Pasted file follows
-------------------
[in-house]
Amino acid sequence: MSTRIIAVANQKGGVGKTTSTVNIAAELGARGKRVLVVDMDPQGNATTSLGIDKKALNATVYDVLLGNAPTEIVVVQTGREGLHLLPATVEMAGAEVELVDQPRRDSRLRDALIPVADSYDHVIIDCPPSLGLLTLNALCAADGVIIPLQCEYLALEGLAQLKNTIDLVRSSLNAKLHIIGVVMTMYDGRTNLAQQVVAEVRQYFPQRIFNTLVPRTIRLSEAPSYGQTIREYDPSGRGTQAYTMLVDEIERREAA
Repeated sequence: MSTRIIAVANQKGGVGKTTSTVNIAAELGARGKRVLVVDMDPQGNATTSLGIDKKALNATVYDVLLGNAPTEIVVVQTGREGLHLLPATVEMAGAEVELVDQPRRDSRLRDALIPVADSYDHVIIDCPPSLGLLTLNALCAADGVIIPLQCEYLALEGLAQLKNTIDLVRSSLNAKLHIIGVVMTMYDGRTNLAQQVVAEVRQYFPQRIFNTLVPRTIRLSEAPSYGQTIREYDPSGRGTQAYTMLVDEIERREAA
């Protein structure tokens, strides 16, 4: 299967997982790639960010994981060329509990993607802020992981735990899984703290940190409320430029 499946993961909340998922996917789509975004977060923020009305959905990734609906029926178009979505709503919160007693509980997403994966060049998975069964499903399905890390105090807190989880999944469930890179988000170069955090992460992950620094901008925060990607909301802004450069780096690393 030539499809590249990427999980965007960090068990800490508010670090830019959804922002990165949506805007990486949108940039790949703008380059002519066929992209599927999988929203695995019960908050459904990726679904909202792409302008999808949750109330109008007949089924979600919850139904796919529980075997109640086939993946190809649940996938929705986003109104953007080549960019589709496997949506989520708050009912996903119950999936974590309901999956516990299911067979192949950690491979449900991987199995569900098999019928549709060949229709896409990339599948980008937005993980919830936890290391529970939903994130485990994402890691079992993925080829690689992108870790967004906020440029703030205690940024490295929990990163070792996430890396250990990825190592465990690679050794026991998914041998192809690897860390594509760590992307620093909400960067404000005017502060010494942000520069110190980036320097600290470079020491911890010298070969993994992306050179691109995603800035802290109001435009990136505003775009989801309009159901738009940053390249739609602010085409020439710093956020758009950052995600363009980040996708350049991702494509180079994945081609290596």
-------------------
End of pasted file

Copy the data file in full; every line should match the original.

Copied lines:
[in-house]
Amino acid sequence: MSTRIIAVANQKGGVGKTTSTVNIAAELGARGKRVLVVDMDPQGNATTSLGIDKKALNATVYDVLLGNAPTEIVVVQTGREGLHLLPATVEMAGAEVELVDQPRRDSRLRDALIPVADSYDHVIIDCPPSLGLLTLNALCAADGVIIPLQCEYLALEGLAQLKNTIDLVRSSLNAKLHIIGVVMTMYDGRTNLAQQVVAEVRQYFPQRIFNTLVPRTIRLSEAPSYGQTIREYDPSGRGTQAYTMLVDEIERREAA
Repeated sequence: MSTRIIAVANQKGGVGKTTSTVNIAAELGARGKRVLVVDMDPQGNATTSLGIDKKALNATVYDVLLGNAPTEIVVVQTGREGLHLLPATVEMAGAEVELVDQPRRDSRLRDALIPVADSYDHVIIDCPPSLGLLTLNALCAADGVIIPLQCEYLALEGLAQLKNTIDLVRSSLNAKLHIIGVVMTMYDGRTNLAQQVVAEVRQYFPQRIFNTLVPRTIRLSEAPSYGQTIREYDPSGRGTQAYTMLVDEIERREAA
């Protein structure tokens, strides 16, 4: 299967997982790639960010994981060329509990993607802020992981735990899984703290940190409320430029 499946993961909340998922996917789509975004977060923020009305959905990734609906029926178009979505709503919160007693509980997403994966060049998975069964499903399905890390105090807190989880999944469930890179988000170069955090992460992950620094901008925060990607909301802004450069780096690393 030539499809590249990427999980965007960090068990800490508010670090830019959804922002990165949506805007990486949108940039790949703008380059002519066929992209599927999988929203695995019960908050459904990726679904909202792409302008999808949750109330109008007949089924979600919850139904796919529980075997109640086939993946190809649940996938929705986003109104953007080549960019589709496997949506989520708050009912996903119950999936974590309901999956516990299911067979192949950690491979449900991987199995569900098999019928549709060949229709896409990339599948980008937005993980919830936890290391529970939903994130485990994402890691079992993925080829690689992108870790967004906020440029703030205690940024490295929990990163070792996430890396250990990825190592465990690679050794026991998914041998192809690897860390594509760590992307620093909400960067404000005017502060010494942000520069110190980036320097600290470079020491911890010298070969993994992306050179691109995603800035802290109001435009990136505003775009989801309009159901738009940053390249739609602010085409020439710093956020758009950052995600363009980040996708350049991702494509180079994945081609290596």